In light of our findings both that DHCR7 can act as a Shh inhibitor in Xenopus early embryos, and that the reductase activity of DHCR7 is dispensable, we wished to examine the effects of Xenopus DHCR7 mutants corresponding to human counterparts found in SLOS(Fig. 7A). One human mutation is DHCR7R352W (corresponding to R350W in Xenopus DHCR7),which results in abrogation of 95-97% of enzyme activity(Fitzky et al., 2001; Witsch-Baumgartner et al.,2000). Another mutation, DHCR7IVS8-1G>C, is the most frequently encountered DHCR7 mutation in individuals with SLOS. This defect causes aberrant splicing of exon 8, generates a truncated protein that is missing part of the sterol sensing domain (SSD; amino acid residues 318-471),and is also significantly reduced in its reductase activity(Fig. 7A). Several missense mutations mapped within the DHCR7 SSD have also been identified among some individuals with SLOS. Overexpression of either DHCR7R350W or DHCR7IVS8-1G>C resulted in blockade of induction of Gli reporter in the animal cap conjugation assay (Fig. 7L), despite the fact that the mutant proteins have presumably lost essentially all of their reductase activity. Additionally, embryos expressing either DHCR7IVS8-1G>C or DHCR7R350Wdisplayed severe microcephaly and a shortened body axis(Fig. 7G,H; 90%, n=44 and 78%, n=44, respectively). When such severely affected embryos were stained for the eye marker, Pax6, a single small `cyclopic'eyespot was detected (Fig. 7K). It is noteworthy that cyclopia is frequently observed in mouse embryos deficient in Shh and in individuals with holoprosencephaly (HPE)(Chiang et al., 1996; Cohen, Jr and Shiota, 2002). The experiments presented in the current study suggest that mutant DHCR7 proteins associated with SLOS are still capable of inhibiting Shh signaling despite their lack of reductase activity.
Next, in order to determine the contribution of the SSD on Hh signaling, we generated a Xenopus counterpart (DHCR7W149X) of human DHCR7W151X, which completely lacks the SSD. Additionally,DHCR7ΔN lacking most of the N terminus of DHCR7 was generated. When DHCR7W149X was expressed, it caused microcephaly in Xenopus embryos (Fig. 7I; 70%, n=20), and effectively blocked the induction of the Gli-reporter in the animal cap conjugation assay(Fig. 7L), despite the fact that the entire SSD is missing in the mutant protein. Importantly, expression of DHCR7ΔN did not affect cephalic development(Fig. 7J; 100%, n=30)but instead moderately upregulated the expression of the Gli-reporter gene(Fig. 7L). Altogether, these results show that the inhibition of Hh signaling by DHCR7 is mediated via the N-terminal domain of DHCR7.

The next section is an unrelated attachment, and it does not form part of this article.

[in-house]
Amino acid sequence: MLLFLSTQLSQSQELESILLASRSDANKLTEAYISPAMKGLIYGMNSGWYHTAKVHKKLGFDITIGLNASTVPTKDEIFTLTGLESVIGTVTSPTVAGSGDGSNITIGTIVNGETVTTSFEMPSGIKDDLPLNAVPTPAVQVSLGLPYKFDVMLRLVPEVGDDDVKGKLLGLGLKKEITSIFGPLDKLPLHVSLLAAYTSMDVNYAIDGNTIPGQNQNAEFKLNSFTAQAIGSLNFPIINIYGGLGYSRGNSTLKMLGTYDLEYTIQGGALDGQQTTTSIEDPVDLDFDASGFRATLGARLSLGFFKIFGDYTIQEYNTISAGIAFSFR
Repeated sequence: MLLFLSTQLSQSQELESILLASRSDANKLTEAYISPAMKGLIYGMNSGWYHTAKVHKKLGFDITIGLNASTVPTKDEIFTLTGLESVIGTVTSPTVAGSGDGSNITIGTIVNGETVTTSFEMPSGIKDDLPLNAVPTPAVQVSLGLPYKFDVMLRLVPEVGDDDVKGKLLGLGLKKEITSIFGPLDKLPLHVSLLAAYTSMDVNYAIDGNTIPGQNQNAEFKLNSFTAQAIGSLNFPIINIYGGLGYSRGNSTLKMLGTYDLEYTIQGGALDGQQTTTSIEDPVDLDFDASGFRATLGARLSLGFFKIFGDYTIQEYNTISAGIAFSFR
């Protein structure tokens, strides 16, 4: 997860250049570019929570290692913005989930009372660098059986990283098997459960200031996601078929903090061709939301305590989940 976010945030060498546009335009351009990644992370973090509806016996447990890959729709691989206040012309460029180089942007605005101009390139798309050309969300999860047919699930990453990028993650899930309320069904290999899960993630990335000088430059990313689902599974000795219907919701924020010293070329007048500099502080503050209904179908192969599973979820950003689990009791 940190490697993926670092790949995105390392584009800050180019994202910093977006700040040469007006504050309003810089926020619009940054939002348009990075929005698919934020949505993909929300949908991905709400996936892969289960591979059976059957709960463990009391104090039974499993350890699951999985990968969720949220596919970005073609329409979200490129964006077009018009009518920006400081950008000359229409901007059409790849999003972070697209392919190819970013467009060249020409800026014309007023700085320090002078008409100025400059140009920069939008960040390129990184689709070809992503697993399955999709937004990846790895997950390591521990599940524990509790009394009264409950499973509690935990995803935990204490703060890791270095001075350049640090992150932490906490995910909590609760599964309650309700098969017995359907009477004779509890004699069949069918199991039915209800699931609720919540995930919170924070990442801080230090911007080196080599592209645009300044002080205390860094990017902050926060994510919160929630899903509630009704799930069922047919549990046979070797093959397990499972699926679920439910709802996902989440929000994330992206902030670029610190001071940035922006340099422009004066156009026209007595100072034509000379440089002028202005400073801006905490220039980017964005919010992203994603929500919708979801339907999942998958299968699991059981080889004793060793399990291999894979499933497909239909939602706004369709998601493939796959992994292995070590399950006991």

Epistasis analysis: DHCR7 acts at the level of Smoothened
At what level does DHCR7 inhibit Hh signaling? The inhibition by DHCR7 of Hh signaling does not appear to be at the level of cholesterol adduction of the ligand, as loss of reductase activity does not appear to be essential and as Shh-N, which is not cholesterol modified, is also inhibited by DHCR7. Using an animal cap conjugation assay, we also showed that DHCR7 inhibits signaling in Hh responding cells and not at the level of production of the Shh ligand. To determine where in the signal transduction pathway DHCR7 acts, we performed epistasis experiments. First, we examined whether the cyclopic phenotype caused by the expression of DHCR7R350W was due to a defect in Shh signaling. The expression patterns of FoxA2, Shh and Ptc1 in these embryos were examined. Injected embryos(Fig. 8) exhibited significant reductions of FoxA2 (100%, n=20), Shh (100%, n=34) and Ptc1 (92%, n=38) transcripts. We also examined whether dominant-negative Protein Kinase A (dnPKA) could block the midline defects induced by DHCR7R350W. dnPKA reversed the microcephalic/cyclopic phenotype caused by DHCR7R350W(Fig. 8G-J; 96%, n=46), demonstrating that DHCR7 acts as an inhibits Shh signaling by acting upstream of PKA.
Previous studies have demonstrated that the Hh dependent optic vesicle patterning was inhibited in Xenopus embryos treated with the Hh signaling inhibitor cyclopamine, which is known to inhibit the function of Smo(Perron et al., 2003). In order to determine whether DHCR7 functions upstream or downstream of Smo,embryos injected with DHCR7 MO were treated with cyclopamine and its effects on eye development were examined. Cyclopamine blocked both the inhibition of Pax6 and induction of Pax2 and Gli1 by DHCR7-MO or Shh-N overexpression (Fig. 4G′-J′,K′-N′,O′-R′). One interpretation of these observations is that DHCR7 functions to inhibit Hh signaling by acting either at the level of, or upstream of, Smo.